Buddhist monks have been warned not to use social networking sites to flirt with girls.
The news of the warning came earlier this week as police in Thailand were investigating a rape claim against a monk. In that case, a monk is accused of using the Internet to lure a teenage girl to his temple and raping her.
The Bangkok Post reported that the Prime Minister's Office requested that the Information, Communications and Technology ministry monitor the use of one particular site.
Officials are considering whether to block access to the Hi5 site to solve the problem, but a law passed last year requires a judge's permission to block the site, according to the report.
A Thai minister reportedly asked site operators to monitor the Web site for monks' participation and kick them off the site. He also urged other users not to interact with monks behaving inappropriately on the site.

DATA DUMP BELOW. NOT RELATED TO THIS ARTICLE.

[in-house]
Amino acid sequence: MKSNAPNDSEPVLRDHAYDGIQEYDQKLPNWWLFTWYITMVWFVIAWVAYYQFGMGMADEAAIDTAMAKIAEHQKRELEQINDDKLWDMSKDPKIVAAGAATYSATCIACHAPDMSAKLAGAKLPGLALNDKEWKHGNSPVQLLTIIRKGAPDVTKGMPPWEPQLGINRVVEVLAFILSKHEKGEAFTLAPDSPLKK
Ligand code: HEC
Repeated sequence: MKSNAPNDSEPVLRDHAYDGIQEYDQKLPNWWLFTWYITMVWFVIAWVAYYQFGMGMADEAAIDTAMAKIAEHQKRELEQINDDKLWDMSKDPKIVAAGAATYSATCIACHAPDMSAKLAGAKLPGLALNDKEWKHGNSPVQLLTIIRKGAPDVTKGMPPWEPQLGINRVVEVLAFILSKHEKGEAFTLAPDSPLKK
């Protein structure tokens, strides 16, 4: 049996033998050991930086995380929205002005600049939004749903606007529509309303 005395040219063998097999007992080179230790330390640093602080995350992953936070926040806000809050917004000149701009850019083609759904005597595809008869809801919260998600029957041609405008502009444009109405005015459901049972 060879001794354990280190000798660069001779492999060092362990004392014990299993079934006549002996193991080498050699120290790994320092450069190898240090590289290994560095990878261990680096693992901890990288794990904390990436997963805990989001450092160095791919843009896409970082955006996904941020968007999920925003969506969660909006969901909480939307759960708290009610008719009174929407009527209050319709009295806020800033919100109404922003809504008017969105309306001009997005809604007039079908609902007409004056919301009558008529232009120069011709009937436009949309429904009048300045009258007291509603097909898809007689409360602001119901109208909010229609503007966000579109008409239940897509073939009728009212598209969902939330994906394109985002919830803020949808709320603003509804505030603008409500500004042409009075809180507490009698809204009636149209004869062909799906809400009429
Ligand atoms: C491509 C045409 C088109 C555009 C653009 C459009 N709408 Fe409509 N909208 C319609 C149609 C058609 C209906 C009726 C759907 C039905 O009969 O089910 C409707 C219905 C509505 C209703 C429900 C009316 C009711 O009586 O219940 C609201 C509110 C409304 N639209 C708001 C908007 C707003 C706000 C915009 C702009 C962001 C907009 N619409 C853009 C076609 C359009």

Buddhism is the top religion in Thailand, and monks are not allowed to behave in a sexual manner.
The focus on the Web site and the monks' involvement has sparked a discussion over what value the site holds to people in Thailand, including monks.
The social networking site's company, Hi5 Networks, touts more than 70 million users in 250 countries and offers profiles in several languages, including Russian and Chinese. It's based in San Francisco and claims to be the third-largest social network in the world. It claims 800,000 active members in Thailand.
The site's online safety section reminds users that their posts could embarrass them or put them at risk. It reminds users not to meet with strangers and, if they must meet an online contact in the real world, to do so in a public place and bring a parent. It urges people to think before posting and imagine that their posts could be read by parents and potential employers.